eSilicon Corp. (Sunnyvale, Calif.) company acquired a small design team called Sycon, based in Bucharest, Romania, in February 2005 and is now planning to build up its engineering capability there, Harding said. But as part of the due diligence the company also looked at locations in India and China.
“We started [in Bucharest] with 10 to 15 people and we expect to go to 50 within a year,” said Harding. “There are very highly skilled people in Bucharest and Romania, with a well developed work ethic. The Sycon team had a specialty doing low-power design and we’re going to add analog and packaging capabilities,” Harding added.
Harding said that one reason that eSilicon is building on its central European base, rather than setting down in India or China at this time, is because it makes complex chips using leading-edge processes for customers in the U.S. and Europe.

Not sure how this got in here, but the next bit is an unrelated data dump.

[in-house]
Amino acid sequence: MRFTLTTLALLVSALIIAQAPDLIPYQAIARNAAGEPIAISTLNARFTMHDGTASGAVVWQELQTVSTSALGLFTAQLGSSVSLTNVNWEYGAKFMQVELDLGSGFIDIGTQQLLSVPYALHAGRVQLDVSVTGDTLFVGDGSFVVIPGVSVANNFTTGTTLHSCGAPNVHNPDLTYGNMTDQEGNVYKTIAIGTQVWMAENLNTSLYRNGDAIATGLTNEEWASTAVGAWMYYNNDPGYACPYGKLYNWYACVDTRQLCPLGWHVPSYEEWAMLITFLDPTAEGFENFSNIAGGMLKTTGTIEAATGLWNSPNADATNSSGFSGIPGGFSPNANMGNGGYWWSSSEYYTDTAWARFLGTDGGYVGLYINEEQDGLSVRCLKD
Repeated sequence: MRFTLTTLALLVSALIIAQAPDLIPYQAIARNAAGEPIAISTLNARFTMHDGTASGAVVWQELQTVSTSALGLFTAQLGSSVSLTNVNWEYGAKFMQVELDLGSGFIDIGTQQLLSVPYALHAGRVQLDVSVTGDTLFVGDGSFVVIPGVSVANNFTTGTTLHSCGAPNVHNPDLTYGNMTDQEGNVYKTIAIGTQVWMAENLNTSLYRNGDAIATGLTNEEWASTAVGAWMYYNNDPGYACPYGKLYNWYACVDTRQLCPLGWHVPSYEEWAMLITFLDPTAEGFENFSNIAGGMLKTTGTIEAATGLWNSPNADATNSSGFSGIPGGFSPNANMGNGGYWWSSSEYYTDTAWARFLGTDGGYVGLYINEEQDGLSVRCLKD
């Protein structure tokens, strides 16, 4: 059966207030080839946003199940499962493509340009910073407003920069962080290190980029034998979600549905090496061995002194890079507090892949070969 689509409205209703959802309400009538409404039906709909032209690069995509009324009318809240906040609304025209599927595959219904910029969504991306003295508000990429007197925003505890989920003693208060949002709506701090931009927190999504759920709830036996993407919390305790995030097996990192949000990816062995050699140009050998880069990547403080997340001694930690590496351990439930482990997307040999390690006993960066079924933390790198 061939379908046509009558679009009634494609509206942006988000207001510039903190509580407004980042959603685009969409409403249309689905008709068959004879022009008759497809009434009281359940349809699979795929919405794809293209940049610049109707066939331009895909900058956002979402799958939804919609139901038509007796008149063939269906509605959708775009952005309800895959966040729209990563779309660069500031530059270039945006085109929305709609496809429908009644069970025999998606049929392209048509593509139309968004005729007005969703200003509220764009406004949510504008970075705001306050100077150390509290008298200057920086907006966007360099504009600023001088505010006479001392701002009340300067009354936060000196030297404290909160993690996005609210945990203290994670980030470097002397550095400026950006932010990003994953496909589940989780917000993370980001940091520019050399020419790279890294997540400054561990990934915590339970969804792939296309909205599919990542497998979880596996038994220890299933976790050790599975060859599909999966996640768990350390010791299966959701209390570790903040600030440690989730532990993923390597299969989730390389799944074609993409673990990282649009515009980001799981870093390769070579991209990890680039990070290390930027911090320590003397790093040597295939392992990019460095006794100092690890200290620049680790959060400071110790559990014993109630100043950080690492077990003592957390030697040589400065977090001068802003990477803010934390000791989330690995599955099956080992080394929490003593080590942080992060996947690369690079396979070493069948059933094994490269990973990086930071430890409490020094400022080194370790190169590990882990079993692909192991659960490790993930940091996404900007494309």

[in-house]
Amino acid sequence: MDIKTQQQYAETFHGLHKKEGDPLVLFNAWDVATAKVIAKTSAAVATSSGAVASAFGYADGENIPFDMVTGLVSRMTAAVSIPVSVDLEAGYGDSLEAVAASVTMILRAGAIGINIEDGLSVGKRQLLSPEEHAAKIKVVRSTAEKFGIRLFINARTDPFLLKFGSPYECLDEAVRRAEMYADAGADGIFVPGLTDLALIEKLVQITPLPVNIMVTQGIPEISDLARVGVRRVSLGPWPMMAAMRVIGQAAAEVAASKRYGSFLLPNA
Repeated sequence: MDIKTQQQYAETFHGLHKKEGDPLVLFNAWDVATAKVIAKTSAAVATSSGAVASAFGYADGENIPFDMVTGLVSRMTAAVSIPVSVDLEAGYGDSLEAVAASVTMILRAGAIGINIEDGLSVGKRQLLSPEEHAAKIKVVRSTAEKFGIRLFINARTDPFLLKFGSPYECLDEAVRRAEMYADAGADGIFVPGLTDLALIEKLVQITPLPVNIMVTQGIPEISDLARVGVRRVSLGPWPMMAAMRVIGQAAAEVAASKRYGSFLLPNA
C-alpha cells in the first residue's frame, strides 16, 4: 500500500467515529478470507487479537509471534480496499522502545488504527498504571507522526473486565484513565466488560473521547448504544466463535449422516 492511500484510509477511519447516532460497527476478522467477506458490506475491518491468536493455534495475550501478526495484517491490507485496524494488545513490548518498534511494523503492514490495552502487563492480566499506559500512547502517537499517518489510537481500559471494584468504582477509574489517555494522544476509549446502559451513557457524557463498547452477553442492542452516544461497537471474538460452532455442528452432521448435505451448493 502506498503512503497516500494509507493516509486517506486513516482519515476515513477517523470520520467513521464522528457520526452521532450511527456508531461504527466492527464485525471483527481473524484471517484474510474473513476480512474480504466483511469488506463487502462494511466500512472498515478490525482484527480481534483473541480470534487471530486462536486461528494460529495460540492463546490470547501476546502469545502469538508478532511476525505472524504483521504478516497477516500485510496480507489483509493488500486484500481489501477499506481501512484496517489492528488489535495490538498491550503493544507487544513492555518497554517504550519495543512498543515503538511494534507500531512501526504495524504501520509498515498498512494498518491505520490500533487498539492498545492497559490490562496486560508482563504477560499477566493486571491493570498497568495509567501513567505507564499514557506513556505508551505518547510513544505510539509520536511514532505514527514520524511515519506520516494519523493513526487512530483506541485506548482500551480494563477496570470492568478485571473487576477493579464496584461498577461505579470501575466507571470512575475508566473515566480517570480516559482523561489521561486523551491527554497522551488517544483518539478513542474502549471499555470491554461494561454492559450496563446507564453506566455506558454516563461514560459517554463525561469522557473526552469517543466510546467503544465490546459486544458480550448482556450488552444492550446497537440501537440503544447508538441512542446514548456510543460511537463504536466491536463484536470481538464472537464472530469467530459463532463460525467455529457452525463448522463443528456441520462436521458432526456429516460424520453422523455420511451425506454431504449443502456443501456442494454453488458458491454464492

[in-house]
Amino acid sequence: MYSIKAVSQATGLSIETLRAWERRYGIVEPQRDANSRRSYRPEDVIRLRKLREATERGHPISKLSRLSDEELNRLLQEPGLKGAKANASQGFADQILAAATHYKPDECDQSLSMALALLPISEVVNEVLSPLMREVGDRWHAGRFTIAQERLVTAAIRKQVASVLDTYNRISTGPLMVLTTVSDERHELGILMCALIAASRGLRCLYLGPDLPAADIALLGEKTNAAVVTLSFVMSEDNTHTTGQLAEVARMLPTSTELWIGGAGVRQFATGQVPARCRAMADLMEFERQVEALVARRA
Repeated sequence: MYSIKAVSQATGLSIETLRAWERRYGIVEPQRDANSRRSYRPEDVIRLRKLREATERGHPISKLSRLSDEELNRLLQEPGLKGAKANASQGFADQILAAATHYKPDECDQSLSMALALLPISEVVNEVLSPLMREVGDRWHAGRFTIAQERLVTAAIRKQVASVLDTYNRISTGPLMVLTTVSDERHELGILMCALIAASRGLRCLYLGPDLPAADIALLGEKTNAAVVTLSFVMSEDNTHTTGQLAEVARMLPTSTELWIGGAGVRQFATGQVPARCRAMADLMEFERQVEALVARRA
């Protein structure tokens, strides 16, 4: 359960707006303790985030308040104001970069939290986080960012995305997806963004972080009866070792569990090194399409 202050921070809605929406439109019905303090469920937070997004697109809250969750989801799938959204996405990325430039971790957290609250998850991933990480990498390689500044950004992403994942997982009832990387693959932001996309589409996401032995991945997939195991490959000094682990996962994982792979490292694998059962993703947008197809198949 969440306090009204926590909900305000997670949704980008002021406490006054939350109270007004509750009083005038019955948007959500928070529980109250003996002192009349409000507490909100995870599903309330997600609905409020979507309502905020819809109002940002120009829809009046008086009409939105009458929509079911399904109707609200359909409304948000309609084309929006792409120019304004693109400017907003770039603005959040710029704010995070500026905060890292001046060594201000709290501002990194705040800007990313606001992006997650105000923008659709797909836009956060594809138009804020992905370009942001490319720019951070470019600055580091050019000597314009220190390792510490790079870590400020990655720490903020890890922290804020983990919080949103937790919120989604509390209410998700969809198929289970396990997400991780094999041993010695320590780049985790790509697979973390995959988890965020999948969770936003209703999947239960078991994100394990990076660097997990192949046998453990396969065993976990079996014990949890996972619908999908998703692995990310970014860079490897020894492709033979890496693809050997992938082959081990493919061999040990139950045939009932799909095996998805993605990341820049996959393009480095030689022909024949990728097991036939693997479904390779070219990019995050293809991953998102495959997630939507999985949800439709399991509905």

“Being in the same-time zone is critical to our success. Overnighting work to India doesn’t work. Romania has a very low cost structure, IP protection is very good, and you can drink the water,” said Harding.
“Basically, India is overrated as a location for engineering and central Europe has been neglected. Romania is half the cost of India and there’s almost nobody there poaching your staff, unlike India. The market is ripe throughout Eastern Europe. They are well educated and the work ethic is fantastic.”
“We did a formal analysis of sites around the world. We looked at China and found a gross disregard for intellectual property. China is different to India. I think we’re going to have to go China eventually, because of the market development, but I don’t think we are going to have to go to India.”
Harding said eSilicon’s view of the world was partly driven by the leading edge work it does, with 90 percent on 130-nm design rules and 10 percent on 90-nm. This is well in advance of what China needs at present.
“In terms of respect for IP, China is improving. I predict we will have a presence in China, within 24 to 36 months,” Harding said.